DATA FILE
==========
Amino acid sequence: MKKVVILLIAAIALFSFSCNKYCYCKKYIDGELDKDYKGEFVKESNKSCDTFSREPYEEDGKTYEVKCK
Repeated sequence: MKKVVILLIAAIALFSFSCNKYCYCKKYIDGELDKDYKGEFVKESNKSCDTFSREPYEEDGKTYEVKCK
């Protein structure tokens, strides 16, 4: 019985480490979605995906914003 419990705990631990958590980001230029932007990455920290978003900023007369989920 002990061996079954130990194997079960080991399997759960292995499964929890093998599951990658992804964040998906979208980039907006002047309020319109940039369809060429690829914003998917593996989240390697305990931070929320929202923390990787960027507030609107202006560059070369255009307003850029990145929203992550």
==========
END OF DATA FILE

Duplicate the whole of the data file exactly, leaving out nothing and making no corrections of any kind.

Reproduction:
Amino acid sequence: MKKVVILLIAAIALFSFSCNKYCYCKKYIDGELDKDYKGEFVKESNKSCDTFSREPYEEDGKTYEVKCK
Repeated sequence: MKKVVILLIAAIALFSFSCNKYCYCKKYIDGELDKDYKGEFVKESNKSCDTFSREPYEEDGKTYEVKCK
């Protein structure tokens, strides 16, 4: 019985480490979605995906914003 419990705990631990958590980001230029932007990455920290978003900023007369989920 002990061996079954130990194997079960080991399997759960292995499964929890093998599951990658992804964040998906979208980039907006002047309020319109940039369809060429690829914003998917593996989240390697305990931070929320929202923390990787960027507030609107202006560059070369255009307003850029990145929203992550």